For more information, check out the GB non-native species secretariat, which has a database of most of the invasive species in Britain at the moment.

 

The Issue with Wheat

by Joanna Wolstenholme

Looking at today’s Western world, with fast food readily available, huge problems with obesity, and a ridiculous amount of food wastage, you would never know that there is a need for more wheat. Yet with the world population rapidly expanding, and workable agricultural land area set to decrease due to rising sea levels, ever increasing cities and rising salinity, yields have got to rise dramatically.

Wheat2AttribProf. Beddington stated at the 2009 BBRSC Food Security Summit that “we need 50% more production by 2020, on less land, less water, using less energy, less pesticides and less fertiliser.” That is quite a challenge, not helped by the fact that wheat yields in the UK (one of our most important cereal crops) have plateaued since 1999, and this is a trend that is starting to be repeated across the world. If wheat yield remains static we will need 360 million more hectares of agricultural land in order to meet the 2030 target. That is equivalent to 24 UKs.

It is at times like these that the plant science sector comes into its own. Rather than increasing agricultural area, scientists are working to increase the yield of wheat, to get more food out of the land we already have. In the UK, the Wheat Improvement Strategic Program (or more snappily WISP), coordinated by the BBSRC, has been set up to help meet Prof. Beddington’s target. This collaboration encompasses a variety of projects, based at the John Innes Centre, NIAB and Nottingham University. They are using mostly traditional breeding techniques (allowing them to bypass the time consuming ethical maze that surrounds GM) to introduce new genetic material, and quantify the variety that is already there. Backcrossing current commercial varieties with older wheat strains allows new diversity to be created, widening the frighteningly small genetic diversity of the current commercial wheat strains.

Wheat1AttribAndy Greenland’s group at NIAB, however, has taken it one step further, and is ‘resynthesizing’ wheat – by crossing a diploid (having 2 chromosomes) goat grass (Aegilops tauschii) with tetraploid (4 chromosomes) wheats such as wild and cultivated emmer wheat (Triticum dicoccoides and T. dicoccum) and durum or pasta wheat (T. turgidum). This allows him to recapture the moment that occurred some 10,000 years ago in the fertile crescent, when the first hexaploid  (6 chromosome-d) wheat was created. These new ‘synthetic wheats’ will be crossed with bread wheat to create ‘pre-breeding’ material suited to the UK climate. Already this project is showing promise – this new ‘superwheat’ (as it has been coined by the press) has shown yields of up to 30% more than normal varieties, and is able to cope with low nitrogen soils, meaning that it will require less fertilisers.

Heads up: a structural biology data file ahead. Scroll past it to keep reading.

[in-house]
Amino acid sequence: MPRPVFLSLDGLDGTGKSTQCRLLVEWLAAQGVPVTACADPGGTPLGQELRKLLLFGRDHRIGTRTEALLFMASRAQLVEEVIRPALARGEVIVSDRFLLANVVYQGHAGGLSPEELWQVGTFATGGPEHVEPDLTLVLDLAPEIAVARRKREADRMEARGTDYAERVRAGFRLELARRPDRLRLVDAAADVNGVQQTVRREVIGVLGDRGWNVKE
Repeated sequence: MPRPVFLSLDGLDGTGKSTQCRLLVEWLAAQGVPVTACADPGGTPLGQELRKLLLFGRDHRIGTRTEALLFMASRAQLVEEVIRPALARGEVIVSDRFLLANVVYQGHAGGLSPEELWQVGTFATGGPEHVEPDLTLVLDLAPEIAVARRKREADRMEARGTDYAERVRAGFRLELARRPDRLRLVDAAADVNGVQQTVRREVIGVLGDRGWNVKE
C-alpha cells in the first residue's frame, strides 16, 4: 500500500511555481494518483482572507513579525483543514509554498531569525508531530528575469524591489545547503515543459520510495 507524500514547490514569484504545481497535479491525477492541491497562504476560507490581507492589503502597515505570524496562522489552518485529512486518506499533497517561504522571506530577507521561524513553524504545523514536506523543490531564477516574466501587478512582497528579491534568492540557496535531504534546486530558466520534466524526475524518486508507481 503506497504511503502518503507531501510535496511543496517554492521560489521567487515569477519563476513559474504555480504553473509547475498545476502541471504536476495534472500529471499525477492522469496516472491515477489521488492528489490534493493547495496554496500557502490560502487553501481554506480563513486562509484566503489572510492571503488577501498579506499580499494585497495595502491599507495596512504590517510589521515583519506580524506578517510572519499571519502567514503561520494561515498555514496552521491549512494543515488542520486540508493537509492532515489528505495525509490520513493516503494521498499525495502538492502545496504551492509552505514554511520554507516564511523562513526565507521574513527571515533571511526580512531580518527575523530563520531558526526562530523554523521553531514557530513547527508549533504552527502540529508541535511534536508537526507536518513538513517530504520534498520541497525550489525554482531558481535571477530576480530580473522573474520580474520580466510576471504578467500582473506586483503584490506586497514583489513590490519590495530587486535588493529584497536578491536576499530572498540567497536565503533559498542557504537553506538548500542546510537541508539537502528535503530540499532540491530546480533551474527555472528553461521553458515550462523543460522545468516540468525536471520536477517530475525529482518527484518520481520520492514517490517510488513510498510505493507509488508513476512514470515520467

Whilst the work being carried out by the WISP collaborators is incredible in itself, there is one factor that makes it very special in my eyes. All the results of crosses and genetic analyses, along with the germplasm (small pieces of living tissue from which new plants can be grown) will be freely available. This means that plant breeders can use the germplasm to cross with their existing lines, which will speed up the vital process of getting this new research into commercial varieties. Additionally, academics will be able to use this information to further their own research in the area. Without such open collaboration, it would be much harder to make use of any important discoveries, and use them for what they were intended for: to increase wheat yield and help feed the world.

Finally, to underline the importance of such work: in the next 50 years, we will need to harvest as much wheat as has been produced since the beginning of agriculture, which was some 10,000 years ago.

http://www.wheatisp.org/

The Food Paradox

by Tom Evans

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When it comes down to food, we live in the land of milk and honey. Never before has it been so abundant, so readily accessible – and so preoccupying. Food has always pervaded our social lives, but it’s now taken over realms not previously invaded. In the form of MasterChef and The Great British Bake Off, it’s on the TV more regularly than the ten o’clock news while celebrity chefs elevate cooking into an art form worthy of the Dutch Masters. Not that this is a problem. It’s enjoyable and, after all, relishing the act of eating is simply paying compliment to the huge diversity of our natural world and the great things that we can do with it when we try.

But our issue with food lies in the fact that we have a deeply paradoxical relationship with it. We deify and take great pleasure in food and we hold it in such high regard, but at the same time we act as if it is as disposable as used nappies. Every year the UK wastes 14.8 million tonnes of food. That’s a number too impossibly large to comprehend. Like Stalin said, “One death is a tragedy; one million is a statistic.” A quick back of the envelope calculation works out that, on average, we waste 230kg of food a year per person. That’s three times the average person’s body weight.